Sometimes in a big situation you get it when the crowd starts singing back louder than the band but that’s a rare situation. And tonight, this was really unique. This was stripped down, totally acoustic, didn’t even really follow a set list. It was people calling out songs, and you know what, the great thing about being in DC is that people love music and they genuinely care about what’s going on here [tonight]. So it’s not, you know, half disinterested people in the back. Everybody was engaged.
Drew Shirley: One of the greatest things in the world is when someone takes a song of yours and makes it their own. This was filled with a room of people that was doing that [tonight] in a way that we don’t usually get to see as a band. We’re not usually that close to where people are talking, shouting out, we’re responding and just answering questions talking to them.
So a lot of things happened tonight that were CRAZY and one-of-a-kind and very unique and things that we’ll remember as memories forever.
C: When our keyboard player (Jerome Fontamillas, who joined the band for their fourth album “The Beautiful Letdown” in 2003) got a dare to play drums and jumped up and actually did it, I was impressed cuz that doesn’t happen. I don’t know if it would’ve been the reverse role if I had gotten over and played keyboards. It was a good moment.
R: You guys have been around for awhile now. How would you speak to the longevity of the band?
C: We’ve had incredible support from people that connect with the songs and we find that the most personal songs have become the most universal. We try to make honest music. We try to talk about things that matter to us and sing songs that we want to sing night after night. For us, I think, music has always been a vehicle to explore the world and you know when someone relates to a song halfway around the world and feels like they can get something out of it, it might be different than what we understand the song to mean, but that’s the beauty of music is it’s pulling this really diverse crowd of people together to sing the same song.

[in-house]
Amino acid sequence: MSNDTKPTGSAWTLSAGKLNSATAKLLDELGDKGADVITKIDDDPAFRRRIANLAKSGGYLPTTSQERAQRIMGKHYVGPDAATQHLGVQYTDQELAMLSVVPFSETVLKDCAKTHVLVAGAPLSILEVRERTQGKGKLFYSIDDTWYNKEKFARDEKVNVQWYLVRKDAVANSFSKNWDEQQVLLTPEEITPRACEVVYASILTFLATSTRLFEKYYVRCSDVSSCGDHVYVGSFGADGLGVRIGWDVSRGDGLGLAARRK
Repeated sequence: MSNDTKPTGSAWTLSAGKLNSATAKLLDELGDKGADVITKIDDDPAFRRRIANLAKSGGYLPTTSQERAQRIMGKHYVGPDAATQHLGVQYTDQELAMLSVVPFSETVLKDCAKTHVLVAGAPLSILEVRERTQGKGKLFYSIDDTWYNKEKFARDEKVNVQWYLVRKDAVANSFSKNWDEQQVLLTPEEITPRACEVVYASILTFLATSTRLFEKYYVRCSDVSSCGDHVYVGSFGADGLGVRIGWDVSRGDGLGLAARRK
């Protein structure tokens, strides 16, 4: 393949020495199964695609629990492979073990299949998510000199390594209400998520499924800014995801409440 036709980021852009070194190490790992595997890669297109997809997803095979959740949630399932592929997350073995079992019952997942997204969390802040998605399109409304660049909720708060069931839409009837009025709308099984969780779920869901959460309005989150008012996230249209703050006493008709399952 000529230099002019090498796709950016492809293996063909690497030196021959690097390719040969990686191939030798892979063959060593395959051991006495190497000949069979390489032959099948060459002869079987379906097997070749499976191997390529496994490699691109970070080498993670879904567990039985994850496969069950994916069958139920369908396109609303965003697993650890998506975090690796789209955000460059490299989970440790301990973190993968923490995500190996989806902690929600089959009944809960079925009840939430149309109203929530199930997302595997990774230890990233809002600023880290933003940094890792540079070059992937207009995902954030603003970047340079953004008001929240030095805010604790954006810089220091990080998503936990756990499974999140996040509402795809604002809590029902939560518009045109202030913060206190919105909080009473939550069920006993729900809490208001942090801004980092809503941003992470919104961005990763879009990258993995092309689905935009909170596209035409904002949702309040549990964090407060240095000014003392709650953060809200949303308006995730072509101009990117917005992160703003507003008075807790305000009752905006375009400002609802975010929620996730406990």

R: When you guys are all songwriting together, what do you think makes the band such a cohesive unit? Your biggest strength as a band besides the live show, to me, has always been songwriting. How does Switchfoot work together to achieve something like that, a machine that continues to churn the material out?
D: It can be grueling or can be quick. A lot of times Jon will write a song on acoustic guitar and, first of all, that can come quick or be ages and ages where it’s changing and then finally ended upon, but he likens it to archeology where you’re digging and you’re not exactly sure what’s down there if you hit something and sometimes you have to dig a lot to get it out and you realize there it was all along.
We all kind of throw in our ideas and may the best idea stand. We just kind of all chip in on every kind of idea and it’s really sort of a mysterious process because sometimes it happens really fast and sometimes it happens slow and I wish I could figure out exactly how but that’s the beauty of it. You don’t know. Some songs will stick around for three records and then finally make it on the fourth, you know?
C: We want to play songs that we all believe in and we connect with on an emotional level and a spiritual level. If it moves us hopefully it will move other people.